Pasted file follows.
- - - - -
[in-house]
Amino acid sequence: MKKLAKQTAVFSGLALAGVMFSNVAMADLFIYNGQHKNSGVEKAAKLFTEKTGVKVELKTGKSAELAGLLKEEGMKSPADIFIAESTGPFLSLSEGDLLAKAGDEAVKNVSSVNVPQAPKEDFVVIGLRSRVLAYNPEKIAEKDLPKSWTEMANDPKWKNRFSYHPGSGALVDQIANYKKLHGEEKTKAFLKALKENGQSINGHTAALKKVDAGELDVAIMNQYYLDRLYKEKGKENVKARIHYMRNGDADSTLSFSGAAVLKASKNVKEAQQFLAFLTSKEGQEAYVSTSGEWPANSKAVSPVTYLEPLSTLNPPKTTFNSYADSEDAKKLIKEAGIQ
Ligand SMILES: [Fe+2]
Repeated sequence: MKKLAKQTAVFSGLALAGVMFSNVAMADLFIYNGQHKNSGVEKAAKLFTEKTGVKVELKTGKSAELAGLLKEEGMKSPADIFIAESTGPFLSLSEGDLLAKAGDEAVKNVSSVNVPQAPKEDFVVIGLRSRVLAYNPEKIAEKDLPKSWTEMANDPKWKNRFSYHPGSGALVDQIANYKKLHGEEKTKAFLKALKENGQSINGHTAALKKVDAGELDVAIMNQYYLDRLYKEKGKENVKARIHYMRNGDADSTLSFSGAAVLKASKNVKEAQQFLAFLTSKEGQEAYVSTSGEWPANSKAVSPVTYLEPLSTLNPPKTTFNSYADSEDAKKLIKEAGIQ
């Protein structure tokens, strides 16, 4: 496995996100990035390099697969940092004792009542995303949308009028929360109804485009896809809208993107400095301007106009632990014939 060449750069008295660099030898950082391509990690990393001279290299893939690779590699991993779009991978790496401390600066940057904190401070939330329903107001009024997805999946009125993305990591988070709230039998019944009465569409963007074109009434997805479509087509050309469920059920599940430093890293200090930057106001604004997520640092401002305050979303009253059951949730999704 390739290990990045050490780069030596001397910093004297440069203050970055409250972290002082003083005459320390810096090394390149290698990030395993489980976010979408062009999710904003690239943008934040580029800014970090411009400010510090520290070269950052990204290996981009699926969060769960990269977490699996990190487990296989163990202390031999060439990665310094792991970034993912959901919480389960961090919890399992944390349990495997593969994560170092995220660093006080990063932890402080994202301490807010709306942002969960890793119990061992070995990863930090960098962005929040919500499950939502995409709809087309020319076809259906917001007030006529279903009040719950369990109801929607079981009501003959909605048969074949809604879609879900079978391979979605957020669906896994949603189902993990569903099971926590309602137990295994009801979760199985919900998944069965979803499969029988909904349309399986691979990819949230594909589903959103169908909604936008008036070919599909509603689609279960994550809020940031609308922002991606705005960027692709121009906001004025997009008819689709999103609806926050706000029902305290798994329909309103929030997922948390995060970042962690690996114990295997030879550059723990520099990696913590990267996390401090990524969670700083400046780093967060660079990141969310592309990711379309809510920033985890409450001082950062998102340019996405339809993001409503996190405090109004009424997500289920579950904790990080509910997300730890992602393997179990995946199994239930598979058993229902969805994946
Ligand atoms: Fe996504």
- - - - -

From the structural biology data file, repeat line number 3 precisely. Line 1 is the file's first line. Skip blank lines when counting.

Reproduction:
Ligand SMILES: [Fe+2]